AMBITIOUS ENERGY TARGET REQUIRES STRONG COLLABORATION
The Indonesian government has set a national RE target of at least 23% by 2025. However, the progress lacks behind the target where the renewables’ share in 2019 was only 9.15%. To accelerate the progress, Mr. Sugeng Mujiyanto from the National Energy Council suggested a significant cross-governance collaboration. He mentioned that the regional energy plan (RUED-P) has a critical part in achieving national ambition and accommodating the energy infrastructure development at the subnational level.
In addition to vertical integration, cross-sectoral coordination also needs to be strengthened. “Every department can plan and develop renewable energy and energy efficiency projects according to their respective authorities,” said Mr. Nyoto Suwignyo from the Ministry of Home Affairs. He stressed that RUED-P is interrelated with other regional documents, such as Regional Development Plans (e.g., RPJPD, RPJMD, RKPD), Spatial Planning Document (RTRW), and Regional Electricity Plan (RUKD). Thus, the energy issue is not solely the responsibility of the energy and mineral resources (ESDM) department.
Mrs. Anna Skowron from the World Future Council (WFC) stressed the benefit of multi-stakeholder partnerships to promote ownership and sustainability. She recommended close cooperation between utilities and relevant decision-makers as a crucial factor in enabling renewable energy transformation. “National governments are reassuring the electricity companies, such as PT. PLN, to prioritise renewable sources and concurrently promoting the utilisation of biomass co-firing on the existing coal power plant” said Mr. Yeni Gusrini from the Directorate of Electricity.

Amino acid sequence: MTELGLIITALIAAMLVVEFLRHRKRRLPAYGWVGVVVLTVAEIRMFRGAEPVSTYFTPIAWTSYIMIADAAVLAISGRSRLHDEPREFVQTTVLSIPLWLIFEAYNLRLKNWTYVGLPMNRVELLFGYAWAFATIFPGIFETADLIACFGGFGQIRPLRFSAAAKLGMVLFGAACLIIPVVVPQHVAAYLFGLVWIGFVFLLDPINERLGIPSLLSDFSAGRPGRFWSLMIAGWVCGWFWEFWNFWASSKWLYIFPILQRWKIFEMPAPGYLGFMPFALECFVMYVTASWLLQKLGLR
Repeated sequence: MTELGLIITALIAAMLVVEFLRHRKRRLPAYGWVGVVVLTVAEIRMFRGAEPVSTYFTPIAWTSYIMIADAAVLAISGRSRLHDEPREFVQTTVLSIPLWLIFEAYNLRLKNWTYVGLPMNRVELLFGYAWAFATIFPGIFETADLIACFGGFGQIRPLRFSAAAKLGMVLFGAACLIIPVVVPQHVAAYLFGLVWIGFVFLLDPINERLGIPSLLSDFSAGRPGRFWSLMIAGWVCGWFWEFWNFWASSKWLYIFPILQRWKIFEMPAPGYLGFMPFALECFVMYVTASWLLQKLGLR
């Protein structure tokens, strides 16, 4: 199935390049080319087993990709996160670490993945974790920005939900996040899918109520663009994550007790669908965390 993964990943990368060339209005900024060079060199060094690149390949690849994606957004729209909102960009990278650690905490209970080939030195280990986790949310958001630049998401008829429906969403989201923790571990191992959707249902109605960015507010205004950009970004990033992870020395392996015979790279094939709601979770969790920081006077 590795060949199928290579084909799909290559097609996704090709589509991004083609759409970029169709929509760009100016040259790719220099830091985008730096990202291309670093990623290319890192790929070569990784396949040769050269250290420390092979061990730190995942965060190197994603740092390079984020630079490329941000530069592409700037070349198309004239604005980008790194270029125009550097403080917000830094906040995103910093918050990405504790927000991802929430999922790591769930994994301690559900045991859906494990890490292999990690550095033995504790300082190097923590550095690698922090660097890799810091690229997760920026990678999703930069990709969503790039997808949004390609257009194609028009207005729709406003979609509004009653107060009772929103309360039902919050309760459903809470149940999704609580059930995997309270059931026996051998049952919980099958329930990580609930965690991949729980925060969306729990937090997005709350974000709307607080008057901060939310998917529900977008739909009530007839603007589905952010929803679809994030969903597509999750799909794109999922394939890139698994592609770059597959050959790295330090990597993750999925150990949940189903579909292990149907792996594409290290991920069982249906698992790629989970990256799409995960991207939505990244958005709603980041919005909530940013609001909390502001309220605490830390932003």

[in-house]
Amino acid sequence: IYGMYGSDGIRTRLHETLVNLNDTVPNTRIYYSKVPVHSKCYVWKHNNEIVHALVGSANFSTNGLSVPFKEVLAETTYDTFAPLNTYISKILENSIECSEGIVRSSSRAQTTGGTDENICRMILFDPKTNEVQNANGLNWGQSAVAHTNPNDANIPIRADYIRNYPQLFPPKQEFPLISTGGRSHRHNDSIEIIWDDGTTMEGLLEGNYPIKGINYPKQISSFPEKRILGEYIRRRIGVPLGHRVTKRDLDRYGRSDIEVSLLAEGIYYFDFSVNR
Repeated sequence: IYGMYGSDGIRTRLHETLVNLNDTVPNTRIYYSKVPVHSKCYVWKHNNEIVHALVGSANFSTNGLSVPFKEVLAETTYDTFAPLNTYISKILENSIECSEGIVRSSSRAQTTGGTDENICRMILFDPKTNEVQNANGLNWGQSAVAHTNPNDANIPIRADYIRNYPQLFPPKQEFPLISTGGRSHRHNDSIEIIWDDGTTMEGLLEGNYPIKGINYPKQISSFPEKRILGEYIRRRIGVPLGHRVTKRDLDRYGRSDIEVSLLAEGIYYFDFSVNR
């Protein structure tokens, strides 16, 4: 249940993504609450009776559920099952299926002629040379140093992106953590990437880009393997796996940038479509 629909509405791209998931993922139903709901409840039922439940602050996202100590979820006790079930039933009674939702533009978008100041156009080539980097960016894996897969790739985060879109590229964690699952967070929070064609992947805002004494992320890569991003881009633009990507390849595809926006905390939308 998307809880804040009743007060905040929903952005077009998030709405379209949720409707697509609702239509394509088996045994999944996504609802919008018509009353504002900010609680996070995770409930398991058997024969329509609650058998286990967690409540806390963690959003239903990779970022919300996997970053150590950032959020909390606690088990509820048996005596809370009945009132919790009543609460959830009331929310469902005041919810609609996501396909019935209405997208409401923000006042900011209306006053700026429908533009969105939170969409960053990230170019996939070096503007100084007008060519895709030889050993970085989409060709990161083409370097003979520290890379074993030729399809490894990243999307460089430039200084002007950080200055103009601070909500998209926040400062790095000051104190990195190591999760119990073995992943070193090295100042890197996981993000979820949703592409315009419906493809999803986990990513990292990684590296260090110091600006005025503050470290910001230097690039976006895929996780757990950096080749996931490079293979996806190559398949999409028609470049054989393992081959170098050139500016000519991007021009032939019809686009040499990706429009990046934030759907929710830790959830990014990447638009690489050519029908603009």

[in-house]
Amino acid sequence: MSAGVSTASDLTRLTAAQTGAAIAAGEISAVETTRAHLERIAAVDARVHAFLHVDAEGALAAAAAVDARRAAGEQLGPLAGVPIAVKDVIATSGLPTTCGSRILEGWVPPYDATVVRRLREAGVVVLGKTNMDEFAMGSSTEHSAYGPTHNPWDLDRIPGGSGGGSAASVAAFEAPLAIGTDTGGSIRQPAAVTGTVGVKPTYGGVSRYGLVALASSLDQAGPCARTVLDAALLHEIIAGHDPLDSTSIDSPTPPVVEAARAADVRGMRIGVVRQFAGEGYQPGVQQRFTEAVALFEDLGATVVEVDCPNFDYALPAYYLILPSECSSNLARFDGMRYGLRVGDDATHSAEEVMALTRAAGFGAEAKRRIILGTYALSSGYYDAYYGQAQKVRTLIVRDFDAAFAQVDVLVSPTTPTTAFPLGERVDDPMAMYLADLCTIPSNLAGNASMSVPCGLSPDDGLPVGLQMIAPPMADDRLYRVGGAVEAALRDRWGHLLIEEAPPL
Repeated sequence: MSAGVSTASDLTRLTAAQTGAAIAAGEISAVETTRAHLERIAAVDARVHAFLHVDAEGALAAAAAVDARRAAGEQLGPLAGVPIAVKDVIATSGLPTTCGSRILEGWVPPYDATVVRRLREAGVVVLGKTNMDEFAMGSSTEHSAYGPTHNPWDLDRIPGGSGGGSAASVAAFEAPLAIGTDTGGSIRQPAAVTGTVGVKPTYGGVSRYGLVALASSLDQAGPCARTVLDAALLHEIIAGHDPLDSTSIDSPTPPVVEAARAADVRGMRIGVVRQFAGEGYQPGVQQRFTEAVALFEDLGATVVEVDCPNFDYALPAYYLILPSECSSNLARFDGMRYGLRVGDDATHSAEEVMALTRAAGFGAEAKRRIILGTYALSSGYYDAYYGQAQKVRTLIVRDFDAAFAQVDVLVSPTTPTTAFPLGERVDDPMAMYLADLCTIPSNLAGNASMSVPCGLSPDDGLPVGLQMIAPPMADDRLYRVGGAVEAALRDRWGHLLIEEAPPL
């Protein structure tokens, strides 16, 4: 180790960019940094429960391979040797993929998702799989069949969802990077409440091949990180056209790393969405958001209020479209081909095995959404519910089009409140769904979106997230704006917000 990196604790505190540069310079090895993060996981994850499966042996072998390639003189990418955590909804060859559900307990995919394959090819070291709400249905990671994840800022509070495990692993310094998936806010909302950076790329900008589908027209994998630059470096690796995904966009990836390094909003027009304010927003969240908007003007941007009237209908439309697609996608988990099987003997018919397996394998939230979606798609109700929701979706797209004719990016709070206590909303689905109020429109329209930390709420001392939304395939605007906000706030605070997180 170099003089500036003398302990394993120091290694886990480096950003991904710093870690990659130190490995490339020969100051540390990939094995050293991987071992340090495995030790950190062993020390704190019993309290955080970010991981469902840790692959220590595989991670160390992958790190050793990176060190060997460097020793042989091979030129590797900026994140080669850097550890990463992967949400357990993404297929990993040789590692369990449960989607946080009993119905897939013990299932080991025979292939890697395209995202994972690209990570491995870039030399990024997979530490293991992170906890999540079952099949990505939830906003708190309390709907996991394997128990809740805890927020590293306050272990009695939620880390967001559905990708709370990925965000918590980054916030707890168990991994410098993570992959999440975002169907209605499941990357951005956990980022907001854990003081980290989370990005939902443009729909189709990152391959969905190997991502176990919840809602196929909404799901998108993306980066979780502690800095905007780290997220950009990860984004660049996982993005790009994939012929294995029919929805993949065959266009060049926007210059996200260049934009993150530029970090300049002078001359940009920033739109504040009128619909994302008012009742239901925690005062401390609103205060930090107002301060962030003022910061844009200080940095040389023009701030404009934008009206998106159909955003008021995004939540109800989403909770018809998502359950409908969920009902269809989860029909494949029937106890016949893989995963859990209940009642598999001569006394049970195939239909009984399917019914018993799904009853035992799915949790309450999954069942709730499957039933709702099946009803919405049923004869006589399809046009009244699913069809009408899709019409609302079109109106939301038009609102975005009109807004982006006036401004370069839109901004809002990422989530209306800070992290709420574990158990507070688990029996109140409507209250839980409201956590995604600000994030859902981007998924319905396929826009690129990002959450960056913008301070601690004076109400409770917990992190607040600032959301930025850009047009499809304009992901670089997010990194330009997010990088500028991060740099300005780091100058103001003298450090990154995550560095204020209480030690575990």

THE CRUCIAL PARTICIPATION OF LOCAL GOVERNMENTS
Mr. Nyoto also encouraged the participation of local governments to implement RE. Although the regulatory authority for RUED-P is limited at the provincial level, cities or regencies have the power to involve in its implementation in accordance with the fields regulated in Law Number 23/2014. Local governments’ involvement is necessary because they understand the region’s characteristics and the community’s needs.
Power outages, air pollution, and climate change have been the major challenges in many urban areas. “Renewable energy can help overcome these problems, while simultaneously developing the local economy, creating local jobs, and providing health gains in cities/regencies level,” said Michael Renner from the International Renewable Energy Agency (IRENA). He also mentioned that local governments are the consumers, planners, regulators, awareness builders, and operators for their energy systems.
Local governments can also have roles as project financers although many governments have limited access to gain capital. To overcome this barrier, Cities Development Initiative for Asia (CDIA) offers technical assistance to link cities to funders. Brian Capati from CDIA mentioned that the institution supports the identification and development of urban investment projects that emphasize climate change mitigation and/or adaptation, environmental improvement, poverty reduction, and improved governance.